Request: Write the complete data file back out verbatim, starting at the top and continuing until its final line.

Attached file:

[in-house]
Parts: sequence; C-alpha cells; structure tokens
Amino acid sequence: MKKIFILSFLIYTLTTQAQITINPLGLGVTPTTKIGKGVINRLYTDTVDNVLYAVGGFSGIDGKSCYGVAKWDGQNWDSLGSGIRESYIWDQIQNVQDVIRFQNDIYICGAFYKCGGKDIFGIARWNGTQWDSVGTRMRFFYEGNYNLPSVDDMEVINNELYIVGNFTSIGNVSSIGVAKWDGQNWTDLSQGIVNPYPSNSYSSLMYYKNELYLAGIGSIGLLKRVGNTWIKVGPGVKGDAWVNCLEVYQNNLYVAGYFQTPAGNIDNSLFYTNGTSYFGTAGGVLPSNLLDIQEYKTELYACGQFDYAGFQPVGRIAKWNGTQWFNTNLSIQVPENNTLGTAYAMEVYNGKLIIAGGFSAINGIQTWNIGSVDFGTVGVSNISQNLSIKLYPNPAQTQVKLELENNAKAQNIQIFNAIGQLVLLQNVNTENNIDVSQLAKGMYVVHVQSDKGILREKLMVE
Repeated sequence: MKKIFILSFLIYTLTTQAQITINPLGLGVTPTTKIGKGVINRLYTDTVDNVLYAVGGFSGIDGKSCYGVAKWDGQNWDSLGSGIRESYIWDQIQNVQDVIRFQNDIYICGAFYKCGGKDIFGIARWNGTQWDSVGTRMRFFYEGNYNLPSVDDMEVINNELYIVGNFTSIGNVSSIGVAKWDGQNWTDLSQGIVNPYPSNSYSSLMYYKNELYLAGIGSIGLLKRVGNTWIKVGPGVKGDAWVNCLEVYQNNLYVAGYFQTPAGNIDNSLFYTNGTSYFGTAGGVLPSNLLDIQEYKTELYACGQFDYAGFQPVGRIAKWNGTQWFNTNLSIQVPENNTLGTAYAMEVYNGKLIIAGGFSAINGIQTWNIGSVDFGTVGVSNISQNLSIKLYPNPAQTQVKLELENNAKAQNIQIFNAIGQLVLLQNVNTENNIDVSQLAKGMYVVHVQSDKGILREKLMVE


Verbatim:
[in-house]
Parts: sequence; C-alpha cells; structure tokens
Amino acid sequence: MKKIFILSFLIYTLTTQAQITINPLGLGVTPTTKIGKGVINRLYTDTVDNVLYAVGGFSGIDGKSCYGVAKWDGQNWDSLGSGIRESYIWDQIQNVQDVIRFQNDIYICGAFYKCGGKDIFGIARWNGTQWDSVGTRMRFFYEGNYNLPSVDDMEVINNELYIVGNFTSIGNVSSIGVAKWDGQNWTDLSQGIVNPYPSNSYSSLMYYKNELYLAGIGSIGLLKRVGNTWIKVGPGVKGDAWVNCLEVYQNNLYVAGYFQTPAGNIDNSLFYTNGTSYFGTAGGVLPSNLLDIQEYKTELYACGQFDYAGFQPVGRIAKWNGTQWFNTNLSIQVPENNTLGTAYAMEVYNGKLIIAGGFSAINGIQTWNIGSVDFGTVGVSNISQNLSIKLYPNPAQTQVKLELENNAKAQNIQIFNAIGQLVLLQNVNTENNIDVSQLAKGMYVVHVQSDKGILREKLMVE
Repeated sequence: MKKIFILSFLIYTLTTQAQITINPLGLGVTPTTKIGKGVINRLYTDTVDNVLYAVGGFSGIDGKSCYGVAKWDGQNWDSLGSGIRESYIWDQIQNVQDVIRFQNDIYICGAFYKCGGKDIFGIARWNGTQWDSVGTRMRFFYEGNYNLPSVDDMEVINNELYIVGNFTSIGNVSSIGVAKWDGQNWTDLSQGIVNPYPSNSYSSLMYYKNELYLAGIGSIGLLKRVGNTWIKVGPGVKGDAWVNCLEVYQNNLYVAGYFQTPAGNIDNSLFYTNGTSYFGTAGGVLPSNLLDIQEYKTELYACGQFDYAGFQPVGRIAKWNGTQWFNTNLSIQVPENNTLGTAYAMEVYNGKLIIAGGFSAINGIQTWNIGSVDFGTVGVSNISQNLSIKLYPNPAQTQVKLELENNAKAQNIQIFNAIGQLVLLQNVNTENNIDVSQLAKGMYVVHVQSDKGILREKLMVE